Do equal rights revoke the need for thoughtful conduct

Do equal rights revoke the need for thoughtful conduct of ladies and gentlemen towards each other?

Today its International Men’s Day. Men are men. Men will be men. Have you heard women say that often? Surely, because most guys have certain habits that are simply unalterable. Does that mean that men are habitual flirts who cannot take their eyes off a woman? It doesn’t. Do we need to change that? Sharing my experiences from navy.

The first thing taught to us was about extending courtesies to a lady, when I joined Naval Academy in 1970 as officer Cadet. Today women fly fighter planes, serve as police officers, drive race cars, ride Harleys, CEOs and rule countries. In short women can do every job that men do. Is there any reason for men to continue to open doors for them, offer them seats in public places and offer to carry their heavy packages?

In a word, YES. Common courtesy towards another human being shows a regard for the other person’s comfort and safety. And no men should be surprised if a woman returns at least a few of those same courtesies when the situation calls for it. When you practice these rules of courtesy, you are making a gesture of respect.

Equal rights didn’t revoke the need for thoughtful conduct of ladies and gentlemen towards each other. If for no other reason, common courtesies help ease the strains of everyday life. When it is understood that a gentleman holds open a door and the lady go in first, lady to accept graciously. If you’re still a little fuzzy as to what is proper behaviour around the opposite sex, the following extracts from my old notes are for you… my brothers… on this International Men’s Day – 2017.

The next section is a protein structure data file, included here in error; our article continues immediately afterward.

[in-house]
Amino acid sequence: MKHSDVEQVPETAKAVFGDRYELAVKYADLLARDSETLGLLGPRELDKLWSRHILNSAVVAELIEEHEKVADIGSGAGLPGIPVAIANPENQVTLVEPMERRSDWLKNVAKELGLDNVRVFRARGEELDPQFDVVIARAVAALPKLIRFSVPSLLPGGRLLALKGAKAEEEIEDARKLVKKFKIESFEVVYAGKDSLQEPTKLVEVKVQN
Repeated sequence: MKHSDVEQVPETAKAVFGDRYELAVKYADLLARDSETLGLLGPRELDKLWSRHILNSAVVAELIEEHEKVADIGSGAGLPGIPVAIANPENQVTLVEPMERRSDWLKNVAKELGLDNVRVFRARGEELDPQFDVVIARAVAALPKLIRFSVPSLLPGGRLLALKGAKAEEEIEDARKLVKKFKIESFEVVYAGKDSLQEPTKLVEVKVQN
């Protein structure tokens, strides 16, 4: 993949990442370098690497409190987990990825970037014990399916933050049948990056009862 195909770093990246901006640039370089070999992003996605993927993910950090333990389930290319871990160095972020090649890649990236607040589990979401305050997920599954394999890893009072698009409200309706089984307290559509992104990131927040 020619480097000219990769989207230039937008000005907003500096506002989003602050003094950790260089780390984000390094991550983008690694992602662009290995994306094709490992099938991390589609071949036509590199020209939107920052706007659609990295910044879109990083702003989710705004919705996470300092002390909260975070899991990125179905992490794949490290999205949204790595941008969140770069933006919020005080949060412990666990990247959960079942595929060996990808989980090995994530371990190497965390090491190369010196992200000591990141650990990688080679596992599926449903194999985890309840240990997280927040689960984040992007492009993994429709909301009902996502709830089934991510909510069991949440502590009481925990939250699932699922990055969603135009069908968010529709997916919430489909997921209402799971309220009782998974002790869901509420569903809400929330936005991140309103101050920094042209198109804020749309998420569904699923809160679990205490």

Just in case you aren’t familiar with these demonstrations of gentlemanly courtesy, please make the following rules a part of your routine behaviour:

  • When walking along the city streets with a lady, walk closer to the street to keep her being splashed from vehicles. If in unsafe area walk on the building side to prevent her being mugged.
  • Take off your hat or cap when indoors in company of a lady.
  • In a restaurant, you lead the way if you’re the host. If the lady is the host, she leads.
  • After parking a car, walk around and open the door for your female companion.
  • Rise when a lady enters or leaves a room.
  • Hold a lady’s chair and help to seat her. If someone is doing this, stand until she’s seated.
  • Sudden silence when a woman approaches a group of men is rudeness. The lesson is to keep your all public conversations suitable for a mixed crowd. It you are telling a group of men a joke or story that you wouldn’t be comfortable sharing with a woman, it’s better not to tell it.

Needless to mention, that a woman of good manners knows how to carry gracefully. That includes knowing how to accept common courtesies graciously by men… Behanji… ‘Thank you to banta hei’ – though it may sound a bit outdated or behind the times.

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